They do not, however, reserve their hate-slang for non-believers. Al-Muhajiroun members target fellow Muslims who they see as having adopted the ways of non-Muslims through accepting liberal secular values and voting in a democratic system. Turning again to Abu Waleed, he was among the first to use the term “coconut Muslims,” which is now very popular among Islamic State supporters in the West. During the same lecture on al wala’ wal bara’ he attacked Muslims who, while critical of idol worship (shirk), nonetheless maintain friendly relations with the mushrikeen (idol worshippers):
[W]hat people [Muslims in the West] do today is, they say we hate the shirk, but we love the mushrik. How does that work out? This man coconut Muslim. This man doesn’t know what kind of deen [religion] he’s following.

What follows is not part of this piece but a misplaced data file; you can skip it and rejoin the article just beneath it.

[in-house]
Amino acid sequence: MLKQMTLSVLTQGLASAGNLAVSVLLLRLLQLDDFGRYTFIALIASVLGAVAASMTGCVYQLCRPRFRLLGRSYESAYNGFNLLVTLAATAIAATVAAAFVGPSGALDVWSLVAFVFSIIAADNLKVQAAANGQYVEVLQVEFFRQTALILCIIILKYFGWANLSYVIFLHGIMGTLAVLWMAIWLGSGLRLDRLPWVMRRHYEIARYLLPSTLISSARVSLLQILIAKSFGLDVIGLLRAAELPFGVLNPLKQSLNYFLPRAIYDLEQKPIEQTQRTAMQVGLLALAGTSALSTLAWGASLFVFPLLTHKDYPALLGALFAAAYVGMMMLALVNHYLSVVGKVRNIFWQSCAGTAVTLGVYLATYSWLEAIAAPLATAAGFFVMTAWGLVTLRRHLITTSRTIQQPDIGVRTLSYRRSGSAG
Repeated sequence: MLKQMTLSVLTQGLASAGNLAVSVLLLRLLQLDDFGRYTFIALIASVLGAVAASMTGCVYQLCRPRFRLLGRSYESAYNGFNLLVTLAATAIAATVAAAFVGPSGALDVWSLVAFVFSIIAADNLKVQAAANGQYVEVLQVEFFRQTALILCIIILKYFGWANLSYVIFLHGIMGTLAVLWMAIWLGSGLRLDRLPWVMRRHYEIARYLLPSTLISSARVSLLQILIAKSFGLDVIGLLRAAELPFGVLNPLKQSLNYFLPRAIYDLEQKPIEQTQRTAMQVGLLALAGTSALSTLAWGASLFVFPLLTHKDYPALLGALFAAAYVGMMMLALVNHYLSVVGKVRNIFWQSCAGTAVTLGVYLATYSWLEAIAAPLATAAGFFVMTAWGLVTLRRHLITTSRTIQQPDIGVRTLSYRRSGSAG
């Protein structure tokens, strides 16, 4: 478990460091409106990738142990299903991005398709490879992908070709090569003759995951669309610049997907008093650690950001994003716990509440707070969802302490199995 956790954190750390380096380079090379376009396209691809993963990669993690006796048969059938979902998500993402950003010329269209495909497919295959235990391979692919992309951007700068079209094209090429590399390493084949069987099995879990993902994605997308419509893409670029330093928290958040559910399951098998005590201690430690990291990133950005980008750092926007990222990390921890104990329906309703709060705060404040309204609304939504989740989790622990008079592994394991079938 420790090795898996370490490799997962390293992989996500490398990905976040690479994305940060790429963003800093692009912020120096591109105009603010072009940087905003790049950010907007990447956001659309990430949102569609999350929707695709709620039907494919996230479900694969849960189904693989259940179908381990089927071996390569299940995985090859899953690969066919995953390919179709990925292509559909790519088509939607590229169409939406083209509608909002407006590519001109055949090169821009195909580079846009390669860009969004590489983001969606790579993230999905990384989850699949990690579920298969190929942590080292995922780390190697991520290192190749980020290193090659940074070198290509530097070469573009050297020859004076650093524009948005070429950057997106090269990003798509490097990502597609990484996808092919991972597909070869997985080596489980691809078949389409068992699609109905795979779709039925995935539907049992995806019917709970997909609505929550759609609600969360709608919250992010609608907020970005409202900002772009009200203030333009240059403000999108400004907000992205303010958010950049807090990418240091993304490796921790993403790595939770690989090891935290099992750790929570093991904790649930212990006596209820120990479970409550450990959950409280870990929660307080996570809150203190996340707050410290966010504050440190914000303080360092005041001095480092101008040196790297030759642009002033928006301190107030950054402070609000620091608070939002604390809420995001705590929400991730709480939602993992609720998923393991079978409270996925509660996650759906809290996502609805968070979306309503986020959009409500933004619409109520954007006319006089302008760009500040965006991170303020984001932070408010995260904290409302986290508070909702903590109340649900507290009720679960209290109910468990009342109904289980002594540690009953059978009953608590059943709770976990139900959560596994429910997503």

The use of the word coconut is also racial, suggesting that these deviant Muslims are “brown on the outside but white on the inside.”
Turning to Terrorism
Alongside teaching theocracy, hatred, and division, there is also a sustained effort to shift members’ attentions to the afterlife. After the London Bridge attacks, The Daily Telegraph revealed Butt had featured in a British documentary about al-Muhajiroun called “The Jihadi Next Door.” In one scene, Butt and other followers are shown listening to the speech of a senior member named Mohammed Shamsuddin in which he urges them to focus on the afterlife and how to get to heaven, while criticizing those who place too much value on their earthly existence: “the real life is the life of the akhira [afterlife], not this life…this is a passing time for us”. The physical world (referred to as the dunya), is presented as holding little value to a Muslim beyond ensuring they do what is needed to enter heaven. One of the simplest paths to the akhira offered by al-Muhajiroun is, of course, martyrdom. Die fighting for God and you are guaranteed heaven, no matter what else you have done in your life up until that moment. It is easy to see the appeal of this fast-track to the afterlife, and for many members who live unglamorous lives with few prospects, it is something of a golden ticket.